The Life of Mary Queen of Scots: An Accidental Tragedy
Mary Queen of Scots was put to death by her cousin, Elizabeth I, in 1587. Why does Roderick Graham call her death “an accidental tragedy”? Well, because she blundered into it. In this biography he paints a portrait of her as a passive woman of only ordinary intellectual gifts, who was brought up to adorn the court of her first husband, the king of France. When her husband died it became necessary for her to act as a queen regnant, in Scotland. She fumbled, married badly—twice—and had to flee her kingdom. After taking refuge in England, she trusted the wrong people, became embroiled in assassination plots against Elizabeth, and ultimately got sent to the block.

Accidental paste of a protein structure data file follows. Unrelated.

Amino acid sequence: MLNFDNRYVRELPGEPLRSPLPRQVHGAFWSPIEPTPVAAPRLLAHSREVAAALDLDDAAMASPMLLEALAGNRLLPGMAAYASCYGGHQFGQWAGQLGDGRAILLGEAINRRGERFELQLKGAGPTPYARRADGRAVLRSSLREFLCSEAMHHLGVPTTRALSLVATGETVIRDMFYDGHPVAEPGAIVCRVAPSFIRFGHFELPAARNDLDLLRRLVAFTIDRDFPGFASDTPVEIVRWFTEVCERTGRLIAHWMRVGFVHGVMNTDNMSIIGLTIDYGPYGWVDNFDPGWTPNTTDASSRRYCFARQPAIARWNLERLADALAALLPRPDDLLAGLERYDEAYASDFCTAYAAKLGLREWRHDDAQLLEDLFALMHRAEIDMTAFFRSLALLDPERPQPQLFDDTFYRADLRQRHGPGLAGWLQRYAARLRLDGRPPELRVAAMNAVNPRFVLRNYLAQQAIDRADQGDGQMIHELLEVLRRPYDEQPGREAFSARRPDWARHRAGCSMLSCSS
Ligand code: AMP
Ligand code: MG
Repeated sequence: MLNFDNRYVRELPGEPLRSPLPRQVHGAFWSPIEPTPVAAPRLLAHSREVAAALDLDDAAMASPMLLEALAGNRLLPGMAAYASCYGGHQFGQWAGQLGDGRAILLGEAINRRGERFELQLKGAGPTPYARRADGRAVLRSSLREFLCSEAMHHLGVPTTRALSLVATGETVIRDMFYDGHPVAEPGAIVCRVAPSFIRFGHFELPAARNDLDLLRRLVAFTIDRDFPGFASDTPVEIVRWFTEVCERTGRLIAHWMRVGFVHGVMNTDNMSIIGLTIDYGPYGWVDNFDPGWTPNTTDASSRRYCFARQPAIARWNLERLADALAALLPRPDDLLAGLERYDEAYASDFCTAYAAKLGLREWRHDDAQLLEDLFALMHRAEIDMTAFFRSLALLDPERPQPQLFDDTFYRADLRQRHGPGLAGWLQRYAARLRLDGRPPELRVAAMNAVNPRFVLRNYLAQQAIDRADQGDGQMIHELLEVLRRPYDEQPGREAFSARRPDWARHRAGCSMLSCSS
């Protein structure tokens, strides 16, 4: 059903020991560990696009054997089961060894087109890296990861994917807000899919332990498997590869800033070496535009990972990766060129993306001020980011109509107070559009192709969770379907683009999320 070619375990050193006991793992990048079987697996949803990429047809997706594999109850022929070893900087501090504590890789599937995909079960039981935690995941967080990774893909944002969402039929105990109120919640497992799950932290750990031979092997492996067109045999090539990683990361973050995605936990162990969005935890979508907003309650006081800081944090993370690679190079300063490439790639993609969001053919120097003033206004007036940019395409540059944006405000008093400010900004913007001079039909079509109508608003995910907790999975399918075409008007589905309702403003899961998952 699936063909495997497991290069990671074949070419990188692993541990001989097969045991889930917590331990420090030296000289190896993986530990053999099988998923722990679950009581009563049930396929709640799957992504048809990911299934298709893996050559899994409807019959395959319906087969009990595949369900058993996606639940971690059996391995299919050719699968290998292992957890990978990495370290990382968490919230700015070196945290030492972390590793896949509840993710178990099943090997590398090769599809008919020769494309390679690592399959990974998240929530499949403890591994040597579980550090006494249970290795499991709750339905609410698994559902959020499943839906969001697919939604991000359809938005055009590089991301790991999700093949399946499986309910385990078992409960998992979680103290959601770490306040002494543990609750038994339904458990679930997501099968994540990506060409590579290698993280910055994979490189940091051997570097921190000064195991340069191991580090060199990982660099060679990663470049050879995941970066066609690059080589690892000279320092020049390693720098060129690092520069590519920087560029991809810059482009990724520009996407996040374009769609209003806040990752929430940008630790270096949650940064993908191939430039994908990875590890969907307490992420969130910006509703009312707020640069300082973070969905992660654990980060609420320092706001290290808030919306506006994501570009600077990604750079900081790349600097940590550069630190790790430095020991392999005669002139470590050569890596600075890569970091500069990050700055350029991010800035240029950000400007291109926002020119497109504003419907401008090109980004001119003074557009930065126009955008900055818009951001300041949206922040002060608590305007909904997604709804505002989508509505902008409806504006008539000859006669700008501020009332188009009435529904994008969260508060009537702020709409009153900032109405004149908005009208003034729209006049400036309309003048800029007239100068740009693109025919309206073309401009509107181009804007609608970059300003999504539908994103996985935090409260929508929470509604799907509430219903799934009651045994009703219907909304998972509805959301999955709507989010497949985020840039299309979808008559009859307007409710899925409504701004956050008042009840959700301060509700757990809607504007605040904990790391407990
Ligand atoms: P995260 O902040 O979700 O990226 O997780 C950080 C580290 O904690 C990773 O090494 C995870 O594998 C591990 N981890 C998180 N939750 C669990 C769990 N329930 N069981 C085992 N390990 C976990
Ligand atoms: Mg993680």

I found myself wondering why Graham chose to write about Mary. Especially in the early part of the book, he seems to lack empathy for her. He portrays her marriage to Darnley as silly willfulness. But in dynastic terms didn’t a Catholic of royal English descent seem like a reasonable choice for her husband? This is a readable, well-written biography, and certainly a warts-and-all portrait of Mary.